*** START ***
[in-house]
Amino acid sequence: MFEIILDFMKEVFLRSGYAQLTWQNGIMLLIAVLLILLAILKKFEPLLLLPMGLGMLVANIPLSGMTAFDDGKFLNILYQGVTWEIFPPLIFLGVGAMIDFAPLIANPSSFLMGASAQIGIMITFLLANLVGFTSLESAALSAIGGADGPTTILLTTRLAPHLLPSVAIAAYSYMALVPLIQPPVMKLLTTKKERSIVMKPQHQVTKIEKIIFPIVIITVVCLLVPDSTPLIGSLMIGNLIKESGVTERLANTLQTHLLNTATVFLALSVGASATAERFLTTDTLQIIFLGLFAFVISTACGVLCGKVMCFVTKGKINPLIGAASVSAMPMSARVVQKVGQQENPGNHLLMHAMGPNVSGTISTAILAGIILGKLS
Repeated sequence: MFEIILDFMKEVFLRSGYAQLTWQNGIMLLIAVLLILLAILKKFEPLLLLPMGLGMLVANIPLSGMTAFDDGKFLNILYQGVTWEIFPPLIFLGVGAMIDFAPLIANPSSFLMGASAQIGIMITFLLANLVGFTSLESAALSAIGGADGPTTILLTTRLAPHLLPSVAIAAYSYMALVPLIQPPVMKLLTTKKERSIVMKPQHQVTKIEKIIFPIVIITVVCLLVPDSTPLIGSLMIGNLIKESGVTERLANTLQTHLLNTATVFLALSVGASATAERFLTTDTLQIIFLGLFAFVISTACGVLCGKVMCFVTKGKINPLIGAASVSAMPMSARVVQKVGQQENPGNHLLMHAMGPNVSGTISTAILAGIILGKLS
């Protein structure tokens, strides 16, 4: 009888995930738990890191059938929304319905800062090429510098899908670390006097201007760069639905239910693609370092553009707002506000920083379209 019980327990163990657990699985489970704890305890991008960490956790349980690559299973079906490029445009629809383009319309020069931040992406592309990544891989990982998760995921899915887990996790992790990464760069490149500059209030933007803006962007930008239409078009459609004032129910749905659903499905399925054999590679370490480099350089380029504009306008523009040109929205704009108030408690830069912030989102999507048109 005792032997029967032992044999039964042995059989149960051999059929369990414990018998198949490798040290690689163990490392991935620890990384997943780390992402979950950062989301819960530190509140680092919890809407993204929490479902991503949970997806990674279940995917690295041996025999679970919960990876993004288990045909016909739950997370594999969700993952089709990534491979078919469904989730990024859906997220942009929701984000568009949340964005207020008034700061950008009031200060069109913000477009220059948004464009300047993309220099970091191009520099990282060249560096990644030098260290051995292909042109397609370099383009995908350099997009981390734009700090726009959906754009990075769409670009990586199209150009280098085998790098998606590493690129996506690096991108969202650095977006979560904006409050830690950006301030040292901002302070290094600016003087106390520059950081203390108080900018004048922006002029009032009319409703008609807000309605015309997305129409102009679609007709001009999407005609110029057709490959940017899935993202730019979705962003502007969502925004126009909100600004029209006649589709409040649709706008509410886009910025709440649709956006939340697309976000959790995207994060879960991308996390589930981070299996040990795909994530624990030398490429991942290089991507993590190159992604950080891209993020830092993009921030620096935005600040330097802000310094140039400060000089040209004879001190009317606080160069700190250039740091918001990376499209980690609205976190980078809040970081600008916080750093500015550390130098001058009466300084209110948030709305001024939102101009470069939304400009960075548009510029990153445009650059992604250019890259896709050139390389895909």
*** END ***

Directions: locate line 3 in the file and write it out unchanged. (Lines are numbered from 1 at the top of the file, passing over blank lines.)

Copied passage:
Repeated sequence: MFEIILDFMKEVFLRSGYAQLTWQNGIMLLIAVLLILLAILKKFEPLLLLPMGLGMLVANIPLSGMTAFDDGKFLNILYQGVTWEIFPPLIFLGVGAMIDFAPLIANPSSFLMGASAQIGIMITFLLANLVGFTSLESAALSAIGGADGPTTILLTTRLAPHLLPSVAIAAYSYMALVPLIQPPVMKLLTTKKERSIVMKPQHQVTKIEKIIFPIVIITVVCLLVPDSTPLIGSLMIGNLIKESGVTERLANTLQTHLLNTATVFLALSVGASATAERFLTTDTLQIIFLGLFAFVISTACGVLCGKVMCFVTKGKINPLIGAASVSAMPMSARVVQKVGQQENPGNHLLMHAMGPNVSGTISTAILAGIILGKLS